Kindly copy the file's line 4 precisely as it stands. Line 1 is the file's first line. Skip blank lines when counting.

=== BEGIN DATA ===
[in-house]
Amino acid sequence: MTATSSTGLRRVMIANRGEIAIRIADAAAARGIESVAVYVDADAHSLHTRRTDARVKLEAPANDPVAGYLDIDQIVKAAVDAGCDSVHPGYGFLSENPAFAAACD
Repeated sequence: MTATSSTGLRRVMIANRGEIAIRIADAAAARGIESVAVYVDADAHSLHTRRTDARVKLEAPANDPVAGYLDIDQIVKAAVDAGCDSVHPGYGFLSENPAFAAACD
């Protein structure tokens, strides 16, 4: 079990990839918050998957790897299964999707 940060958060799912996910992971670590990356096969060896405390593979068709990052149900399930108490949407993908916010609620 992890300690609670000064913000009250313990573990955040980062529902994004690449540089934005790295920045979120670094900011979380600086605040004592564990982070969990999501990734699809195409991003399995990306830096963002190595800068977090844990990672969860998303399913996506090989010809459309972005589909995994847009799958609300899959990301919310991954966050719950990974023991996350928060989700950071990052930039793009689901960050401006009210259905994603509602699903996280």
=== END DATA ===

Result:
């Protein structure tokens, strides 16, 4: 079990990839918050998957790897299964999707 940060958060799912996910992971670590990356096969060896405390593979068709990052149900399930108490949407993908916010609620 992890300690609670000064913000009250313990573990955040980062529902994004690449540089934005790295920045979120670094900011979380600086605040004592564990982070969990999501990734699809195409991003399995990306830096963002190595800068977090844990990672969860998303399913996506090989010809459309972005589909995994847009799958609300899959990301919310991954966050719950990974023991996350928060989700950071990052930039793009689901960050401006009210259905994603509602699903996280």